Bill Gates opens door to help China

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 Zhang Laiwu (L Front), Chinese vice minister of science and technology, and Bill Gates (R Front), co-chair of the Bill & Melinda Gates Foundation, shake hands after signing the Memorandum of Understanding to establish cooperation on global health and agriculture initiatives, in Seattle, the United States, Oct. 26, 2011. The Bill & Melinda Gates Foundation on Wednesday announced a partnership with China's Ministry of Science and Technology to provide affordable health and agriculture solutions for the poorest countries and regions in the world. [Xinhua]

China's Ministry of Science and Technology signed a memorandum of understanding with the Bill & Melinda Gates Foundation to invest together in research and development of new products and technologies to help with global health and agriculture.

Under the $300 million project, for every dollar the foundation gives to support selected China-grown products and technologies that can help advance health and agriculture, particularly in the developing world, the ministry will offer $2 as grant money.

Human and animal vaccines, diagnostics for tuberculosis and other diseases, hardier varieties of rice and other crops, and more productive livestock are among the innovations likely to be considered first.

"Innovation to advance human welfare is a goal that China shares with the Bill & Melinda Gates Foundation and together we can do more to improve agriculture and health in some of the poorest nations worldwide," said Vice-Minister Zhang Laiwu at the signing ceremony in Seattle, the United States.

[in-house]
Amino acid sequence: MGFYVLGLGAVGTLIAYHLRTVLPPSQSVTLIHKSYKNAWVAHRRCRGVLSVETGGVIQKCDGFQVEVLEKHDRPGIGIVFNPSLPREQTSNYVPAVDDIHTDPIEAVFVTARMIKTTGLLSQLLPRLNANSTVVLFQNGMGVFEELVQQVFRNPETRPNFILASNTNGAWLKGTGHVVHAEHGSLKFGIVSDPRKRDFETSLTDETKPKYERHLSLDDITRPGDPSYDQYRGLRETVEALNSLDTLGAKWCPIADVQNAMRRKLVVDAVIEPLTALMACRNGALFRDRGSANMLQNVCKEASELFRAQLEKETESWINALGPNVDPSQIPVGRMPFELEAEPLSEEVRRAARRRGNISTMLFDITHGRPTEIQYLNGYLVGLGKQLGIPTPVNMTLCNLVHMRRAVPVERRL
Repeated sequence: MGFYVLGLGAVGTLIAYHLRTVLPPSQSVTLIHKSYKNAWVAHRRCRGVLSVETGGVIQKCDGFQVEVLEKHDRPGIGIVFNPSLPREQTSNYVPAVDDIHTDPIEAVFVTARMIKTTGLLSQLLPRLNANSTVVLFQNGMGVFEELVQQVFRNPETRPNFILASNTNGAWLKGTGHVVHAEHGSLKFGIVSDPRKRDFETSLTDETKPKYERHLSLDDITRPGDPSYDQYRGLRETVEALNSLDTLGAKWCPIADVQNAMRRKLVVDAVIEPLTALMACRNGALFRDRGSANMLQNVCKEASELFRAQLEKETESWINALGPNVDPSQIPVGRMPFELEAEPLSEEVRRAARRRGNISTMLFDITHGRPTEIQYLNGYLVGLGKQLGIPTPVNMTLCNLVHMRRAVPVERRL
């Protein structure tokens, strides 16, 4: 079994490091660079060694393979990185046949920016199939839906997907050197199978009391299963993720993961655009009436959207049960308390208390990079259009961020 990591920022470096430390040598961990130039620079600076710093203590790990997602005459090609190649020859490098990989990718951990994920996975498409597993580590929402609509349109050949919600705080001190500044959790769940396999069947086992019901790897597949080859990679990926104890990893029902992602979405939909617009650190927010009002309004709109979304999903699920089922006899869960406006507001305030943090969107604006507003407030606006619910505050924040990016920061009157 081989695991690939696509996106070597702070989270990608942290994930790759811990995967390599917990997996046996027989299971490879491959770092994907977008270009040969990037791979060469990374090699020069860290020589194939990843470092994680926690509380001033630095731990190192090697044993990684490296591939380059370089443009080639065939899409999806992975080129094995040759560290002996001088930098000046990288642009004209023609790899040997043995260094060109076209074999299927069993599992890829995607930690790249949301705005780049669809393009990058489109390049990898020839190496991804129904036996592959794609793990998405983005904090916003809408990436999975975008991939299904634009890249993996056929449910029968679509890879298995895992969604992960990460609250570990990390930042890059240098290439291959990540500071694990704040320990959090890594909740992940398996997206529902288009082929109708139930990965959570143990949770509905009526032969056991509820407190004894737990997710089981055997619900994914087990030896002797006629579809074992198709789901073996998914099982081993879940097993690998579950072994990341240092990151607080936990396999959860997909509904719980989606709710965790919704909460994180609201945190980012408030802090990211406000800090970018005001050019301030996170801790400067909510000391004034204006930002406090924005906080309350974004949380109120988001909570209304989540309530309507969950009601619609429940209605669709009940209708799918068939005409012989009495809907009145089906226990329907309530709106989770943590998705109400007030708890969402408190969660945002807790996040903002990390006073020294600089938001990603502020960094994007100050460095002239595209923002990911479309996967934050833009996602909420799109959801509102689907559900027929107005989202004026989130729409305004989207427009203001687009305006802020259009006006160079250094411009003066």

According to Zhang, this was the first time the ministry has formed a partnership in such fields with a foreign non-governmental organization.

Bill Gates, co-chair of the foundation named after him and his wife, said: "this partnership demonstrates the critical role that rapidly growing countries like China can play in driving innovation to reduce hunger and poverty.

"China's support to bring its power and capacity to bear on global health and agriculture research and production comes at a critical time in our world economic situation," Gates said.

Globally, many industrial countries have cut back on investment into research and development against the backdrop of a global recession but China has, instead, kept increasing its financial support for innovation in recent years, said Ray Yip, who heads the China efforts for the foundation.

Currently, China supports other developing countries like African countries mainly with cash, and cost-efficient technology and products would be added in the future, he added.

Liu Chang, a 29-year-old researcher at the medical school of the Tianjin-based Nankai University, said he was happy with the collaboration, which would bring new momentum and ideas to China's R&D and innovation.

He is researching how to make a virus that could kill HIV and the idea helped him land a $100,000 research grant last May in the fourth round of the Grand Challenges Explorations, a program by the foundation to promote innovation in global health.

"That was a huge surprise for me, as in China it's hard for a young researcher like me to get a research grant of this sum from the government," he told China Daily.

"I hope the partnership would bring positive changes to that and give more opportunities to us young researchers," he said.

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